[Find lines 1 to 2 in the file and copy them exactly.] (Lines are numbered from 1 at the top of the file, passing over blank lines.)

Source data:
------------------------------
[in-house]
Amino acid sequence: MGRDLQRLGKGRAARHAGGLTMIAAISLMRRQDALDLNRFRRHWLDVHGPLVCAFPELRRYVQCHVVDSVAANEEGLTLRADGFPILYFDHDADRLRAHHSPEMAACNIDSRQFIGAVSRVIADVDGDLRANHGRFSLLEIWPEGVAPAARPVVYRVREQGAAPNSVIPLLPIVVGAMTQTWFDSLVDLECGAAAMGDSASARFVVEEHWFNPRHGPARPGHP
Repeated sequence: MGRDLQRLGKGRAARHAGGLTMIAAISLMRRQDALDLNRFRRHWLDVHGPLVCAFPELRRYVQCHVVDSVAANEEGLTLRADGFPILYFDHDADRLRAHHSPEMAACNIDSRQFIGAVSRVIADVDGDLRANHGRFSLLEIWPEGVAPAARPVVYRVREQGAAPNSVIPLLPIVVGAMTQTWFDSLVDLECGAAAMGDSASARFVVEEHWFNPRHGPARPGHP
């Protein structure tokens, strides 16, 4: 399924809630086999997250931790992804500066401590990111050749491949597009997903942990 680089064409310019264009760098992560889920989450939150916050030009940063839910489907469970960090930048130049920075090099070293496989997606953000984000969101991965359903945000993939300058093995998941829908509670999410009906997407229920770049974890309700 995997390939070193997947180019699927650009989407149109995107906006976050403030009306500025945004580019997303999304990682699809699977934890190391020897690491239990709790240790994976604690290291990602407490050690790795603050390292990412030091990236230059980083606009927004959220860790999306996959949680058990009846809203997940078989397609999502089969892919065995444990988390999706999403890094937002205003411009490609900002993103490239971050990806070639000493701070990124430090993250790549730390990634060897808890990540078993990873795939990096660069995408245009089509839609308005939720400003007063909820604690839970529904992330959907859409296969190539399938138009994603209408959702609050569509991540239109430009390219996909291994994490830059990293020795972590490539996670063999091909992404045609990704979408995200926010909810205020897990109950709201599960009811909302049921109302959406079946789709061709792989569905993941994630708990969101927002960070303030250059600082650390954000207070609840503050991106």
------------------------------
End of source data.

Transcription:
[in-house]
Amino acid sequence: MGRDLQRLGKGRAARHAGGLTMIAAISLMRRQDALDLNRFRRHWLDVHGPLVCAFPELRRYVQCHVVDSVAANEEGLTLRADGFPILYFDHDADRLRAHHSPEMAACNIDSRQFIGAVSRVIADVDGDLRANHGRFSLLEIWPEGVAPAARPVVYRVREQGAAPNSVIPLLPIVVGAMTQTWFDSLVDLECGAAAMGDSASARFVVEEHWFNPRHGPARPGHP